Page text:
Released in 1981, New Age Steppers was On-U Sound`s first LP. It opens with Ari-Up`s eccentric reading of Junior Byles` absolute anthem, Fade Away. The Slits` front woman’s octave-leaping scream shame-ing pocket-lining fat cats – those who carry no love in their hearts. Dancing idiosyncratic – spaced-out, loose-limbed and jointed. Like Arthur Russell popping his funk. Delay applied to random rimshots and ricochets. Isolated piano keys illuminating the dark. Ari`s take on Big Sherman`s Love Forever is similarly off-key and wonky – and all the sweeter for it. The backing – by The Pop Group and Creation Rebel bashing together – supremely stoned and groovy. Lurching, clumsy, full of youthful confidence, and vari-speed breakdowns – reel-to-reels slammed in reverse – as Ms. Up`s ear-splitting siren delivers a lover`s rockers – by the disturbed for the disturbed.
The Slits` Animal Space is versioned – a clue to Adrian Sherwood’s uncredited role in the band’s early singles and seminal, essential debut album Cut. While his name appears on none of those records, I know Adrian was there – alongside Dennis Bovell – `cos he told me – and the track`s inclusion here seems conclusive proof. Ari gurgling – channeling ancient tribal throat singing – amidst phased impacts and angular axe work. The trebly guitar scurrying backward, perhaps afraid of the lion in the lyric.
The dub of Vivien Goldman`s Private Armies is another terrific track. Born out of PiL-financed sessions – with Keith Levene on bass, doing a damn fine impression of his former band-mate, Jah Wobble – it features Vicky Aspinall of The Slits` arch-rivals, The Raincoats. Her violin strings scratched and screeching, while Steve New “Shooz”`s kit crashes as if Bonham were breaking the levee. Both of them joined by a beatbox sent skittering through proto-industrial, proto-techno, patterns. Assorted instruments smashing the dread, gothic even, subterranean gloom. Hugely important, and “template-setting”, it remains one of THE crown jewels in On-U`s vast treasury.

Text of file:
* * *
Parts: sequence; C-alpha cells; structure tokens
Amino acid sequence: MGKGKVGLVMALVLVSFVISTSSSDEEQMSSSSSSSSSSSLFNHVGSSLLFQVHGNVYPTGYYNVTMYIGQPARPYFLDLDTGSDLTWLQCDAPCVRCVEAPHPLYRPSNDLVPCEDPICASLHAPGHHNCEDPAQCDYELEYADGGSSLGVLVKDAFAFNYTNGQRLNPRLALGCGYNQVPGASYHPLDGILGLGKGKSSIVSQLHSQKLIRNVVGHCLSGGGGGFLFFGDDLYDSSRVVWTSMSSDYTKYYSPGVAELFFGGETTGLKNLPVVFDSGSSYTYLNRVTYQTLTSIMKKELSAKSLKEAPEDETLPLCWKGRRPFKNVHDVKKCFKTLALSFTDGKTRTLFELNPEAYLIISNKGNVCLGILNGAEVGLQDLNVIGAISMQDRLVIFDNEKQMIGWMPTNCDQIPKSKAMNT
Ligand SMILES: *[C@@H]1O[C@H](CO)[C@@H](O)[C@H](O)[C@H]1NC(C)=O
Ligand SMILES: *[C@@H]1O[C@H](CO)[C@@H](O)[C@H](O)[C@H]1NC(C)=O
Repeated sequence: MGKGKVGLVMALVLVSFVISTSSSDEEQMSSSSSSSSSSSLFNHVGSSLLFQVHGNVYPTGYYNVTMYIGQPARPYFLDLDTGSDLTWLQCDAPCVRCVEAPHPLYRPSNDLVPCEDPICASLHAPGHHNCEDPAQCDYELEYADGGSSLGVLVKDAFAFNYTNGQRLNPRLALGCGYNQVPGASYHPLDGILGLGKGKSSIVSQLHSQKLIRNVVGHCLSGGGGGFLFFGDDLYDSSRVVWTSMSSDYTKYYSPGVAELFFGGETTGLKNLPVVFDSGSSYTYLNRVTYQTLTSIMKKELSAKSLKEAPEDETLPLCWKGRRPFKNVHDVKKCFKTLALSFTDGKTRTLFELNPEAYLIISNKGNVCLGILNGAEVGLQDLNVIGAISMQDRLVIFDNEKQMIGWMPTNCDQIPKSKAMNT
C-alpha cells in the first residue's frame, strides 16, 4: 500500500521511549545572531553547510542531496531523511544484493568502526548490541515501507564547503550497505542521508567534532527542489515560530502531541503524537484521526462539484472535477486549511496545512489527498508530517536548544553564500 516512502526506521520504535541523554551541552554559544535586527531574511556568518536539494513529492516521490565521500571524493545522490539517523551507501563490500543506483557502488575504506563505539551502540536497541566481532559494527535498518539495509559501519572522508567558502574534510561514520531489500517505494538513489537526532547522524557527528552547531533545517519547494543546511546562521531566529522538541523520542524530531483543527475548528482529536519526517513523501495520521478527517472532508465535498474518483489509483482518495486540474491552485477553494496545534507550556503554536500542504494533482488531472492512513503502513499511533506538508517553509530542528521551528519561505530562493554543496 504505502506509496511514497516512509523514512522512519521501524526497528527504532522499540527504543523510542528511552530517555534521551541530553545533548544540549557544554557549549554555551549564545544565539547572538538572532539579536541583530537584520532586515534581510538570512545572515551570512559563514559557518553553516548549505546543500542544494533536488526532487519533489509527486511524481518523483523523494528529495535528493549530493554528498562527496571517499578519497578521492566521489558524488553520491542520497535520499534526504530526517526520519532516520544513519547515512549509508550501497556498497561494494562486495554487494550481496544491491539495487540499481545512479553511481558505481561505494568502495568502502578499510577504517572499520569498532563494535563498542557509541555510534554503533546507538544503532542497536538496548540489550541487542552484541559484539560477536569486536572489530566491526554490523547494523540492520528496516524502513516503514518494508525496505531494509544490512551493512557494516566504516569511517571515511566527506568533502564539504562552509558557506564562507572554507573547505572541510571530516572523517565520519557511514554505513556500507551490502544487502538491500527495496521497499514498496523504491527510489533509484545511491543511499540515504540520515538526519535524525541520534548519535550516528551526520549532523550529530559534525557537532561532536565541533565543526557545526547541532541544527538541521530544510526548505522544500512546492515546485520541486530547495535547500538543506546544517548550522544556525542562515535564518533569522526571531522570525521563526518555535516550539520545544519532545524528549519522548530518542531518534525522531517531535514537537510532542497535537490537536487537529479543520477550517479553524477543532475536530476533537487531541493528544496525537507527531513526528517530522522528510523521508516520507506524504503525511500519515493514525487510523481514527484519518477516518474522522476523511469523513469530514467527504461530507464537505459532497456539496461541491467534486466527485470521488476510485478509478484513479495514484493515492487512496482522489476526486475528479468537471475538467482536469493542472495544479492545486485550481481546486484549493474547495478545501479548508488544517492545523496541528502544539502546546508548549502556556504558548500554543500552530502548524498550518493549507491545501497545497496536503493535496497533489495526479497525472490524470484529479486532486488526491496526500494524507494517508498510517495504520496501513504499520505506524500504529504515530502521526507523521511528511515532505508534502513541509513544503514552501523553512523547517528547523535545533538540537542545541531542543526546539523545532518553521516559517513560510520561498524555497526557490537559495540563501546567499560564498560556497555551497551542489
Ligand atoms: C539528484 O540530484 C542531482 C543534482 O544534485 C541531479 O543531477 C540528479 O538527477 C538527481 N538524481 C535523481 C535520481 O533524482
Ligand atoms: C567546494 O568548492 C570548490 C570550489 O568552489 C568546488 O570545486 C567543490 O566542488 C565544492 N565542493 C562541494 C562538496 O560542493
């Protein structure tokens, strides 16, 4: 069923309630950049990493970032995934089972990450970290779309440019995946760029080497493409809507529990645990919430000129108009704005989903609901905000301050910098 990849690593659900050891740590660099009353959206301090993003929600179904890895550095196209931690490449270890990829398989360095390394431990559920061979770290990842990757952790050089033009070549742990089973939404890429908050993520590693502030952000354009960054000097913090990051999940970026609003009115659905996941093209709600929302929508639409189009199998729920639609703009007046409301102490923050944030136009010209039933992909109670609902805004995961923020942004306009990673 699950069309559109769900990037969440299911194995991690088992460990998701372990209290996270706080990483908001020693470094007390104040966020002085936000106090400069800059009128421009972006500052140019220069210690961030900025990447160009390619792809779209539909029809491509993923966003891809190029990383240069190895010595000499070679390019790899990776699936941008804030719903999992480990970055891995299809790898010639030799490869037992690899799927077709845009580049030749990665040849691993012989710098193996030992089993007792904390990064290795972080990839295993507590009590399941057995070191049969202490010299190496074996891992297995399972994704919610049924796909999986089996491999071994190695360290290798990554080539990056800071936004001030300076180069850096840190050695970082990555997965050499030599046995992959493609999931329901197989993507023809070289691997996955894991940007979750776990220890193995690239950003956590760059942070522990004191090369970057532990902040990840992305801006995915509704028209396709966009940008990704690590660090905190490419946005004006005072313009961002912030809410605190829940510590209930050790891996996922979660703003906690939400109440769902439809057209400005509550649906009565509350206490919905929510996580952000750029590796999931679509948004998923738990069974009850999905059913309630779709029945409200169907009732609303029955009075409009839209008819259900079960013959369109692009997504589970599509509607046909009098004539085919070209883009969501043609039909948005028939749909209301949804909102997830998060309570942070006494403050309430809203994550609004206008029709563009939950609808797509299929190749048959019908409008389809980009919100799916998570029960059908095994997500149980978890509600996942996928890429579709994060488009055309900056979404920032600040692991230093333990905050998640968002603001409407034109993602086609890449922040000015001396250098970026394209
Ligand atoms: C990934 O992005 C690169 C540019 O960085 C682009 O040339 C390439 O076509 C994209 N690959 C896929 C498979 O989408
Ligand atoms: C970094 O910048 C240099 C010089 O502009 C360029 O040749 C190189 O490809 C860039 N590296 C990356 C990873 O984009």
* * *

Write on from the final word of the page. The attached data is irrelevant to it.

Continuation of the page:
Radial Drill is radical dancehall. Sci-Fi Devo-esque disco. Bouncing and bopping to ringing and squeaking, bicycle bells and alien insects. On State Assembly cymbals clatter – percussion reduced to fragmented flashes, intricate echoes – while sharp 6-string shapes carve out an experimental, psychedelic, rock n roll. Mark Stewart preaches Crazy Dreams And High Ideals – almost acapella – to the “ambient” tune of twisted, metallic, machined shards.
About as far from “new age” as you could possibly imagine, this is post-punk`s integration of reggae’s rhythms, dub`s magic and madness, distilled into its purest form – the very definition of its Babylon burning hybrid. Arty and angular. Angry and unaware of any rule book. Where steppers standards are warped and distorted, made a militant thud. It`s the music of a grey Thatcher’s Britain, painted by those waiting, ready, defiant, in her shadows. A skank removed from Jam-down`s tropical heat and rendered stark, urban, concrete.